PROTEG - Adjoint based Optimisation of Thermal Comfort


The primary aim of the project ''Adjoint based sensitivity analysis and thermofluiddynamic optimisation of climate comfort and air-ducting equipment'' is the development of a simulation tool to support the control and optimisation of climate comfort and ventilation systems using viscous CFD in combination with gradient-based adjoint sensitivity-analysis strategies. 

Special emphasis is given to the introduction of comfort criteria next to energy effienciency aspects for the definition of the objective function. Since traditional RANS-based simulation strategies are known to be a major contributor to predictive deficiencies experienced already during the primary flow, the approach will also focus upon an efficient transient simulation strategy.



The methodology is based upon the continuous-adjoint formulation using both, shape and topology optimisation. A typical geometry under investigation refers to the air-distribution box illustrated in Fig. 1. The flow enters the box through centred duct, passes through a baffle/restrictor segments and enters the passenger cabin via a sequence of air-outlet sections. Both, the baffle segments and the shape of the airbox are subjected to an optimisation.




Fig. 1: Stream traces inside an exemplary geometry (air-distribution box).

Exemplary Results

The below given figures outline the results obtained by a topology optimisation of an air-distribution box at Re=28 000 (turbulent steady-state flow). Accordingly, the baffle/restrictor segments associated to each outlet section (cf. Fig. 1) have been modelled using a prorous media. The prorosity is optimised using adjoint topology optimisation strategies and the related changes are subsequently translated into changes of the real baffle parameters.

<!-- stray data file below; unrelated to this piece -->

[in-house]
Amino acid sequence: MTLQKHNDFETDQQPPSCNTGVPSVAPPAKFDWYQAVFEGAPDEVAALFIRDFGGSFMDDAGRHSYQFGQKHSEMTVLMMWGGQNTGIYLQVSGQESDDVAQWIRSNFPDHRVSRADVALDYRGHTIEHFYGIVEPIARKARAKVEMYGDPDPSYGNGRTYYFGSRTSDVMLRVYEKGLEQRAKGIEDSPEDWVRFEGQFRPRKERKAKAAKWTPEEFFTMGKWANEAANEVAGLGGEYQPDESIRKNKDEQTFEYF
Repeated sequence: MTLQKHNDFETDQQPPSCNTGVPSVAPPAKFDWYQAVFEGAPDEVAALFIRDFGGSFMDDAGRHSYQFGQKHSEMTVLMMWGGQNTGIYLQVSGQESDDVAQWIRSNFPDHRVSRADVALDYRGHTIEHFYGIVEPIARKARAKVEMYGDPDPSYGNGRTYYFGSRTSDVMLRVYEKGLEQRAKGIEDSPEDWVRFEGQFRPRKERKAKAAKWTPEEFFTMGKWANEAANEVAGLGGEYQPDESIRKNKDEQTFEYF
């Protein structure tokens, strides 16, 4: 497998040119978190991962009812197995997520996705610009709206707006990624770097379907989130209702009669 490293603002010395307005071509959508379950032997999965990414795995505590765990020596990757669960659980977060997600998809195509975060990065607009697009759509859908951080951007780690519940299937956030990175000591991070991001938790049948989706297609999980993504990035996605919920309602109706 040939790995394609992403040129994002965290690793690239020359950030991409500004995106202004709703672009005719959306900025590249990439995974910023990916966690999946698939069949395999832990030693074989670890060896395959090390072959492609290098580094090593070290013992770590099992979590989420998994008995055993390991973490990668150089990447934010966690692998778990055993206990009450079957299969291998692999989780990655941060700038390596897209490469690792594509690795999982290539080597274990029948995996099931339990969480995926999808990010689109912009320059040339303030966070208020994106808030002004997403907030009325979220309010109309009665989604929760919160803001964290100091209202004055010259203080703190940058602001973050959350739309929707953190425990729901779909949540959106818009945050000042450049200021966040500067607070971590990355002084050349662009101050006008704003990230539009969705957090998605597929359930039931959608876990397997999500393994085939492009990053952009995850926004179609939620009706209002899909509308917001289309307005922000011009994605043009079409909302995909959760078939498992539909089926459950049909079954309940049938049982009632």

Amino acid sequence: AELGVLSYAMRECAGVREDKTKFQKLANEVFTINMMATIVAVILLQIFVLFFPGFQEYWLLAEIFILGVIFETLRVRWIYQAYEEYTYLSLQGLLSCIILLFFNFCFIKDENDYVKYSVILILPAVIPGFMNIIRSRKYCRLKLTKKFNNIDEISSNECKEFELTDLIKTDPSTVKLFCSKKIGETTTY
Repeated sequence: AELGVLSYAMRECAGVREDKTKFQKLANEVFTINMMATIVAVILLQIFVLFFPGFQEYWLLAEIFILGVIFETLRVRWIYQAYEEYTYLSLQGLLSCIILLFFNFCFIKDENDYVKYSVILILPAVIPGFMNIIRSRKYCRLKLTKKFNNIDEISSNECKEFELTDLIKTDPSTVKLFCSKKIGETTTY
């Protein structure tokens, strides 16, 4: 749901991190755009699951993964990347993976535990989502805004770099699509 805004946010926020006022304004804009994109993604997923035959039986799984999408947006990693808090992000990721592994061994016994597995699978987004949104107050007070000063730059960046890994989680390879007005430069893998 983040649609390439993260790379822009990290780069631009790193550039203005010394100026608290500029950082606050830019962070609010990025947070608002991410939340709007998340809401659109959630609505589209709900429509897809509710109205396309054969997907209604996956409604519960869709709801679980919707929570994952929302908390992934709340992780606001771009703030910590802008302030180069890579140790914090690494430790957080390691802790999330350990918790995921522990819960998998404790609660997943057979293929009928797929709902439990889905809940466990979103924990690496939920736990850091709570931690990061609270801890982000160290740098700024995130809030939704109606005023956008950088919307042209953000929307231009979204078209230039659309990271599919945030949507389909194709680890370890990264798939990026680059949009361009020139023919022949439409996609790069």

The figures compare the inital with the final design. The upper part of figure 2 shows the flow through the initial design. The lower part of figure 2 displays the result for an optimised variant which features an improved level of homogeneity along the 17 outlet sections. Details included refer to the streamlines (coloured with the velocity magnitude), the porosity  (normalised by the initial value) and the flow homogeneity along the outlets by means of the deviation from the average velocity. Figure 3 provides a close-up of the differences with respect to the predicted homogeneity - which should ideally vanish - along the outlets. Notice, that the optimisation has been performed utilizing an efficient piggy-bag solution approach for the adjoint problem.


Fig. 2: Results of a topology optimisation of an air-inlet box (top: initial configuration, bottom: optimised configuration, objective function = flow homogeneity at outlet).

Fig. 3: Close-up of predictive achievements with respect to the deviation from the average velocity at the outlet (top: initial configuration, bottom: optimised configuration, objective function = flow homogeneity at outlet).


The PROTEG project is funded by the German Ministry of Economy and Technology (BMWi) under the aegis of LUFO4 framework program. The work is performed in collaboration with AIRBUS and the DLR institute for Aerodynamics and Flow Technology.

Project Duration



Dipl.-Math. Anne Lincke

Dipl.-Ing. Arthur Stück

Prof. Dr.-Ing. Thomas Rung